BrooklynGirl said...

No offense, but new mothers have just given birth--they have not been lobotomized.

I don't know anyone who would send a baby off to the nursery without inquiring as to what would be done with the baby there.

With #2, I sent the baby to the nursery for one feeding per night so I could get some sleep, and I had very detailed conversations with the nurse about how much she'd eaten, what brand of formula, etc.

Labor Nurse said...

I certainly not condoning this; I do understand why it would be done. I would not feel right doing it, however. Anonymous, I agree that it undermines the trust. I'm glad to hear that it doesn't occur where you work. This issue has been brought up in staff meetings and nothing was done about it other than management saying we are not to give formula without mother's consent.

Brooklyngirl, you'd be surprised the number of mothers who do allow someone to take their baby from their room with little explanation. I once was recently in with a mother having a lengthy conversation; the nurse's assistant came in to do a hearing test on the baby. She briefly said she was taking the baby for a hearing test and several minutes after she left the mother asked me what it was they needed her baby for. Not everyone is on top of their game after giving birth, rightfully so.

Sarahthedoula said...

I doula-ed at a birth where not only was the baby given formula against the mother's explicit wishes, but the nursing staff lied about it. This was at a 'breast-feeding friendly' hospital! Since this was the only birth I've attended at that hospital I can only hope (In a sad sort of way) that this is not their standard, but that the prejudices which they had toward my client were the cause (Ie they thought they were doing Mom & baby a favour).

I have also worked with many Mom's who had their baby whisked away with little or no explanation. The whole hospital system is designed around patients complying; not asking questions but doing as they are told. While some have the fortitude to stand against this, many other women really believe that the hospital knows best and they should just allow them to do whatever they want. This happens during the labour and delivery, and it continues through the postpartum hospital time as well.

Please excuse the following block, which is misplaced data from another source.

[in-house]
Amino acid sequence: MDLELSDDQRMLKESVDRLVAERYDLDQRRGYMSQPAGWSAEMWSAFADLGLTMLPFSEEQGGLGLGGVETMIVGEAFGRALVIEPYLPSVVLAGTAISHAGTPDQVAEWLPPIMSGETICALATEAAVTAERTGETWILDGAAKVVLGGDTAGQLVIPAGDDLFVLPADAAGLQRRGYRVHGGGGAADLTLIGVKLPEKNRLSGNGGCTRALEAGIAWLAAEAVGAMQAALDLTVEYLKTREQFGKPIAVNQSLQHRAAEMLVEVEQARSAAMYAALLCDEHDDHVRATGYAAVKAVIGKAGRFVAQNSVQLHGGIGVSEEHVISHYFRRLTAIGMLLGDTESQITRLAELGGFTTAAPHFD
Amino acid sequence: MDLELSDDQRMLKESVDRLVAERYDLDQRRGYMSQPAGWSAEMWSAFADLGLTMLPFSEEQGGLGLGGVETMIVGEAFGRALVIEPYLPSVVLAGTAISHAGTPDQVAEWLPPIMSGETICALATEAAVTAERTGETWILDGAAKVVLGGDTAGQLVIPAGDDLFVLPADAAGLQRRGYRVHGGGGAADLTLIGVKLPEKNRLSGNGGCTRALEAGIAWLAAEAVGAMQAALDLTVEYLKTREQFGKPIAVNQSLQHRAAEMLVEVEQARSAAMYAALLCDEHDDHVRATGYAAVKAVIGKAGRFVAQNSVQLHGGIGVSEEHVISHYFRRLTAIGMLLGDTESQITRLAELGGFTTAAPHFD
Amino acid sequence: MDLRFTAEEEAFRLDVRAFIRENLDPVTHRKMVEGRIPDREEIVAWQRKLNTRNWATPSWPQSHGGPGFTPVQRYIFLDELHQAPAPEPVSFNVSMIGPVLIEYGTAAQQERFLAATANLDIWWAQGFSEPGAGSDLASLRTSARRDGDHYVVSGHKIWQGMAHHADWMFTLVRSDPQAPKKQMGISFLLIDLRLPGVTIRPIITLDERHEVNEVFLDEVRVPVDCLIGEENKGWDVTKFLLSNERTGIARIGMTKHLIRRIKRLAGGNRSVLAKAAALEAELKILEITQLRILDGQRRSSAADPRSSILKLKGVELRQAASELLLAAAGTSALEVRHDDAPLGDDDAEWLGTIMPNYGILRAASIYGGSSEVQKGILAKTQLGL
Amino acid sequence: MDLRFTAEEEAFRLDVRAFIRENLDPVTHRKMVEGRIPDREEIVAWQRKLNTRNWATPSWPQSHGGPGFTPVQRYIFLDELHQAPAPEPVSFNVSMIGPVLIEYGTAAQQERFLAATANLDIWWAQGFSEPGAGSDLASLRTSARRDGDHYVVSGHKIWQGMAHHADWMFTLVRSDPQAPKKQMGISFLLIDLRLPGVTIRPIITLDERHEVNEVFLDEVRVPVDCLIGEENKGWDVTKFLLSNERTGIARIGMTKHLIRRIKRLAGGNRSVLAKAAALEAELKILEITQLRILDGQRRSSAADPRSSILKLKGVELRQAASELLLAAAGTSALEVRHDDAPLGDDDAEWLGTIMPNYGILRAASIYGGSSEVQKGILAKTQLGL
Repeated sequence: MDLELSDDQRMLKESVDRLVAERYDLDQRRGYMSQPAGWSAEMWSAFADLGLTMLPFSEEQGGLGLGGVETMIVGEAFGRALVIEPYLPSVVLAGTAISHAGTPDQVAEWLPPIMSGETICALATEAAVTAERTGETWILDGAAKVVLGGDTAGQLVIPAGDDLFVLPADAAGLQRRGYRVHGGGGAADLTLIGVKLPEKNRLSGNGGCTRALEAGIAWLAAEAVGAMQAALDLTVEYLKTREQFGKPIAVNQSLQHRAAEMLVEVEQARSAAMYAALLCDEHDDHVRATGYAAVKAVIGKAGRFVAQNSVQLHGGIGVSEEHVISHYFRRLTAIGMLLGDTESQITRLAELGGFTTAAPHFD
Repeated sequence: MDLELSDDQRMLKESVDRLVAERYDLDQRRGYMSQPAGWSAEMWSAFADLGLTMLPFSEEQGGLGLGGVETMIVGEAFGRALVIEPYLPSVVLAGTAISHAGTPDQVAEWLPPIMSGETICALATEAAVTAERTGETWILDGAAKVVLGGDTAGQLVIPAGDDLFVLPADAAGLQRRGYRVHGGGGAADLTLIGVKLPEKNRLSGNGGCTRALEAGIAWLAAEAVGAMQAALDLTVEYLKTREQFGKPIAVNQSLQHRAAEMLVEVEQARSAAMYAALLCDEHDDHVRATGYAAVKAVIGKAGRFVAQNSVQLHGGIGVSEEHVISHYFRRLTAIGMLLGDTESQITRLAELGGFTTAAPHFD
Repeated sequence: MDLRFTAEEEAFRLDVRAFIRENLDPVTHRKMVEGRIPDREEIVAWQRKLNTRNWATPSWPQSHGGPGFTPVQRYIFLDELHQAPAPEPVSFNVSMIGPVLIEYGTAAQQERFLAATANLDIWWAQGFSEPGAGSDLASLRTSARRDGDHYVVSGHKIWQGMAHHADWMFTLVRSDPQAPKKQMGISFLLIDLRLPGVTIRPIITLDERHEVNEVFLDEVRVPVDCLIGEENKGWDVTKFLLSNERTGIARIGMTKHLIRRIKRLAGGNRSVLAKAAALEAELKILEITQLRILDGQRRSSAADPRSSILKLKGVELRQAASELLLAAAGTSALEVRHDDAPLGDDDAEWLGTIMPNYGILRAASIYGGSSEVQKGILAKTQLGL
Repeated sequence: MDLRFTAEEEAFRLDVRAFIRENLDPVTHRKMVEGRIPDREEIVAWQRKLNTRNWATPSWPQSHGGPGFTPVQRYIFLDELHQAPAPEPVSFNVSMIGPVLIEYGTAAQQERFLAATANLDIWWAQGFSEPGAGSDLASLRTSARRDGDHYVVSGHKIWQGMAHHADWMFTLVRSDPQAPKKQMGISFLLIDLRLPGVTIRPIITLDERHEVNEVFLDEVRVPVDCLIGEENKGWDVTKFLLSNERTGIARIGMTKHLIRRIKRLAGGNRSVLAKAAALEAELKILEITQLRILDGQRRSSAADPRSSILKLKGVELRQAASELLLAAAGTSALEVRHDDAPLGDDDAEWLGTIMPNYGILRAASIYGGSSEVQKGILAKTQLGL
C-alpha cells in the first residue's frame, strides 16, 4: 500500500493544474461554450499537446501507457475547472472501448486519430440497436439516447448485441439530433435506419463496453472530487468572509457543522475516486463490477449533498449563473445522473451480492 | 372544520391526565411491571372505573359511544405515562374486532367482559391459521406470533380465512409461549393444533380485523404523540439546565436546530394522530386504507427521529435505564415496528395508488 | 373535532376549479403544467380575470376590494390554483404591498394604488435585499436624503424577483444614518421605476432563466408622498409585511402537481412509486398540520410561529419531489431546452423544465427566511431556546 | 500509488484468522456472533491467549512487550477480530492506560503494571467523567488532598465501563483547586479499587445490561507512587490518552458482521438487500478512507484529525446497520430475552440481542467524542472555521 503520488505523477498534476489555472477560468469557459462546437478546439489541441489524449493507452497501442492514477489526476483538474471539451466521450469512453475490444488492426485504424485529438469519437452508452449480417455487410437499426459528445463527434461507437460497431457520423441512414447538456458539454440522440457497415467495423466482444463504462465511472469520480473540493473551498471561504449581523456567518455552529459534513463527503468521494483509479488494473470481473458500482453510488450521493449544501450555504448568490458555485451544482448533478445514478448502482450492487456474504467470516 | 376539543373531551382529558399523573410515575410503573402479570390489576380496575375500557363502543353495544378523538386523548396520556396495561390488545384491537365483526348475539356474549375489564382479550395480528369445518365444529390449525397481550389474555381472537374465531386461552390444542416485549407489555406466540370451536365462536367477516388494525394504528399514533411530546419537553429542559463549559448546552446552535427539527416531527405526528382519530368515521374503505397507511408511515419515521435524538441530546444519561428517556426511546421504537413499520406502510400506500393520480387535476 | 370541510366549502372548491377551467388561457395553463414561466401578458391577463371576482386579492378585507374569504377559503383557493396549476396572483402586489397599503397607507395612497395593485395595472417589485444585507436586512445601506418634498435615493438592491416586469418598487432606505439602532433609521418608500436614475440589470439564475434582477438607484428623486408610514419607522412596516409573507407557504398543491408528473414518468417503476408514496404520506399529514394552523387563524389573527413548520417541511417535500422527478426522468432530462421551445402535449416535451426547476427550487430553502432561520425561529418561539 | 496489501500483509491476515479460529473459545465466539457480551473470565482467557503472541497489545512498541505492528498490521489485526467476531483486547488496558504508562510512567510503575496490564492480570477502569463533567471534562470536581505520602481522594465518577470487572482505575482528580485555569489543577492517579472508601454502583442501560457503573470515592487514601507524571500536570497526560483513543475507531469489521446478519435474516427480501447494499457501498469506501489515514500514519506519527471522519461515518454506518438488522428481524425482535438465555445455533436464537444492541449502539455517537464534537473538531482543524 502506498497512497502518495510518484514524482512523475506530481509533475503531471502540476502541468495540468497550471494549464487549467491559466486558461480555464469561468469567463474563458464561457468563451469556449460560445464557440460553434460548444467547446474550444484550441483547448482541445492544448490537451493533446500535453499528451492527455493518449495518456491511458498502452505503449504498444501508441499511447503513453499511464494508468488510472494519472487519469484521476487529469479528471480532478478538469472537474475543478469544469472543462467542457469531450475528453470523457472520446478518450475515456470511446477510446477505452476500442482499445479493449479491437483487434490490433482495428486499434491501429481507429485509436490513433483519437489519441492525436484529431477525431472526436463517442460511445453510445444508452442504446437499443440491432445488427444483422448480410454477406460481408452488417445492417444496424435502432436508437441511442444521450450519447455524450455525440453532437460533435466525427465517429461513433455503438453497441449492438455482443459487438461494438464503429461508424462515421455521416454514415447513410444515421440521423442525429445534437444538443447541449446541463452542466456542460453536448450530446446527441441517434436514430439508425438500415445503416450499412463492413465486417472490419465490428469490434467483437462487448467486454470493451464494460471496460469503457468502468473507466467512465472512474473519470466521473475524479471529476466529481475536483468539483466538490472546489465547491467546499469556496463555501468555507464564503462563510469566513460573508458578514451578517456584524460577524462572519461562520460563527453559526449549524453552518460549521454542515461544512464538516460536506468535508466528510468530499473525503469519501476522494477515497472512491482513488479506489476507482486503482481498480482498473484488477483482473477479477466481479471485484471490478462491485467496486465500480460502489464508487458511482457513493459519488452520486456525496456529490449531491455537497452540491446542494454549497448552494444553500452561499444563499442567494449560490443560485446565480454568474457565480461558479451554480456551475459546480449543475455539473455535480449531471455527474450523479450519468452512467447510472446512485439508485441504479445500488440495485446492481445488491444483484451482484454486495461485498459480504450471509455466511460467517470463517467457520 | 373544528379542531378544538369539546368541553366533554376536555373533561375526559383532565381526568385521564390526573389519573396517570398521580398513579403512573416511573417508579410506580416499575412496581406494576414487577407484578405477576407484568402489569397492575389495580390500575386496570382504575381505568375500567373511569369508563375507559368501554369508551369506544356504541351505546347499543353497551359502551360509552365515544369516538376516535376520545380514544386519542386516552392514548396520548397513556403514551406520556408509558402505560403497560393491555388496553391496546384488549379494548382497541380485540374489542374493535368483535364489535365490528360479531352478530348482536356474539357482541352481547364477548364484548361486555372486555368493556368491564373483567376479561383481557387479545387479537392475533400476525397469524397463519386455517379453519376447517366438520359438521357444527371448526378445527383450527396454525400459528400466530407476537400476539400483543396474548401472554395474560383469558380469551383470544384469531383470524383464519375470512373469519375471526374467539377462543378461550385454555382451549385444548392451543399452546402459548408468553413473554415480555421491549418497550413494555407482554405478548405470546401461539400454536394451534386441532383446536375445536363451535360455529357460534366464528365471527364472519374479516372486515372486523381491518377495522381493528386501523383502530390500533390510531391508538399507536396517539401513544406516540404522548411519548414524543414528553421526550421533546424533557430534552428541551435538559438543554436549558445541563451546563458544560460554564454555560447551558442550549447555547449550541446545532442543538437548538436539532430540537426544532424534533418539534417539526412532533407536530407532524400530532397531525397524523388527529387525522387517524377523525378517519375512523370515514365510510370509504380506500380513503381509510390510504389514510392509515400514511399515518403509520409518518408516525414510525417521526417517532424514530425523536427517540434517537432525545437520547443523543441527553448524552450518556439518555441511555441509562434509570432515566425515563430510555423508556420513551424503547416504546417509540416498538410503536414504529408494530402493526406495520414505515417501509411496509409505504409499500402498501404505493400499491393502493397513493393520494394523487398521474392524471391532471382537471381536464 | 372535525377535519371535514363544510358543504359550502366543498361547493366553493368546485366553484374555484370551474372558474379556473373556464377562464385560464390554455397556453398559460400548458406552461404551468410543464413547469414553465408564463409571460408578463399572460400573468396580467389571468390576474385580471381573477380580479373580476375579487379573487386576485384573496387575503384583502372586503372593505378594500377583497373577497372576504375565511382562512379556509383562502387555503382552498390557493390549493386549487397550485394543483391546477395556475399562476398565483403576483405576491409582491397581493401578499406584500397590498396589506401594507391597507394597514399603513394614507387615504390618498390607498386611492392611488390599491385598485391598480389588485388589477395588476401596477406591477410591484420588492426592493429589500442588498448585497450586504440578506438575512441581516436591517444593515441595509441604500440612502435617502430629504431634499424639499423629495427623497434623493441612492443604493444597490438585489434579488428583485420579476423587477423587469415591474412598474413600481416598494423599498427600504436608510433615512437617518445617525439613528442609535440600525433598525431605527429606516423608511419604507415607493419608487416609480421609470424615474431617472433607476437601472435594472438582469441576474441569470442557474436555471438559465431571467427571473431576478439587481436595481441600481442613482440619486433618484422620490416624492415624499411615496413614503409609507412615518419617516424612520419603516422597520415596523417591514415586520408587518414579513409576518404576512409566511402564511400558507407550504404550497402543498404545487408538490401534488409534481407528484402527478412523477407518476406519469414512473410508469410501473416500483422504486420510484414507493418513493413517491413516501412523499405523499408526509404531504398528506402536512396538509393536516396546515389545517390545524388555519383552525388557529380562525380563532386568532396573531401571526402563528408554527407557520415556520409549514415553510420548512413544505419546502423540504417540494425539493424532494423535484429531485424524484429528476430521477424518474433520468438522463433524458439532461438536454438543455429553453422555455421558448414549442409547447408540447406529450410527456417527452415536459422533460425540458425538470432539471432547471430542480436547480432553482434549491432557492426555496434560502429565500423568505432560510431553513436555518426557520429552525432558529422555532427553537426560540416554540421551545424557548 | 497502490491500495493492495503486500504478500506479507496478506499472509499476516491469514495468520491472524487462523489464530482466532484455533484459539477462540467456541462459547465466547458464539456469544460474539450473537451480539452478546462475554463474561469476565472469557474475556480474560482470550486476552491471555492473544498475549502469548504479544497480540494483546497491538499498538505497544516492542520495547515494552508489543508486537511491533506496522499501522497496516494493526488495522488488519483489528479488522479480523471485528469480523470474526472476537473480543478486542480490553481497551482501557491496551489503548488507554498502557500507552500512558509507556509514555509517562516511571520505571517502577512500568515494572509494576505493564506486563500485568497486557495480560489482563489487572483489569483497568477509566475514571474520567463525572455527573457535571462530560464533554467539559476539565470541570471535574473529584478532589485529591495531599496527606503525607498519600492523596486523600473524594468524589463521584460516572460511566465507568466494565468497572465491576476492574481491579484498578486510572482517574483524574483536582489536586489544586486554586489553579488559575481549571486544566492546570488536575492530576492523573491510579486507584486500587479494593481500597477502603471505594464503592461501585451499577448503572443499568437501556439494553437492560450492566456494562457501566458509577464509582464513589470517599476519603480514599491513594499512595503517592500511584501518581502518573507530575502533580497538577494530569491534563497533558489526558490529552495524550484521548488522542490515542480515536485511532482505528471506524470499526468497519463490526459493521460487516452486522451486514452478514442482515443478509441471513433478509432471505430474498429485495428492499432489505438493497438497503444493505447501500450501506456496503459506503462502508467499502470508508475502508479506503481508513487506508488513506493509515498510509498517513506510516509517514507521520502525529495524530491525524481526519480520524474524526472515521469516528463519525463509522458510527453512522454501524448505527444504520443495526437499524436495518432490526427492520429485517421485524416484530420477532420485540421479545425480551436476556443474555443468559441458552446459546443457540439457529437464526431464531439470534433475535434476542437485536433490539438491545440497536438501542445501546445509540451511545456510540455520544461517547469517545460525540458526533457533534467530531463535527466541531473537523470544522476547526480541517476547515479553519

Oh the stories I could tell.... but I'll step off my soapbox now.

OBRNinNE said...

I have seen this, so I won't pretend it doesn't happen. However, I still encourage parents to take the rest if it's offered, but to make it clear that they don't want formula or pacifiers by prominently displaying it on the crib. Also, I encourage them to make it clear that they want to be woken up for feedings. If I see it happening...I always say something. It's not made me popular in the nursery (I'm primarily a labor RN), but as a former nursing mom who tried not to send my baby to the nursery at all out of fear of this, I get really fired up. I've seen them use sucrose water, too...and not only is it's against policy. If I'm in charge and it happens, I won't hesitate to write them up. I cannot figure out why so many nurses sabotage breastfeeding. A coworker and I were talking about a study of this.

I am a Monkey's Momma said...

This post makes me glad that the only time my newborn spent in the nursery was fully supervised by my staunch pro-breastfeeding husband. I swear...makes me so glad that, barring a life threatening emergency, I will never give birth in a hospital again.

CrazyRN said...

I'm always mortified when I hear of these kinds of stories happening. Do those nurses who are giving formula think the baby will never spit it up? Wow..I'd sure like to see them explain to the new parents why the baby is spitting up white stuff! LOL!

I've cup fed sugar water before if the mom requests, but most times I'll sit in the rocker in the nursery with the radio on. They usually settle down pretty quickly, sometimes for 3-4 hours, and I haven't given them a drop of formula.

Plus, I agree, I remember when I was a new parent. I was hypersensitive to the noises my babies made. I don't think I rested well until they were a year old! LOL!

Jill said...

I was so tired so I told the nurse she could take my newborn son to the nursery. I told her more than once make sure to bring him back to eat, and do not give him a bottle or paci. 8 hours of gorgeous sleep later I awake in a panic, where is my baby! I call the nurses station and they bring him down wide eyed and perfectly content.

"Did you give him a bottle?" I ask


"Did you give him a paci?"


A million dollars says they gave him formula. I can't stay too made though I ended up nursing him for 16 months, and that 8 hours of sleep was incredibly blissful!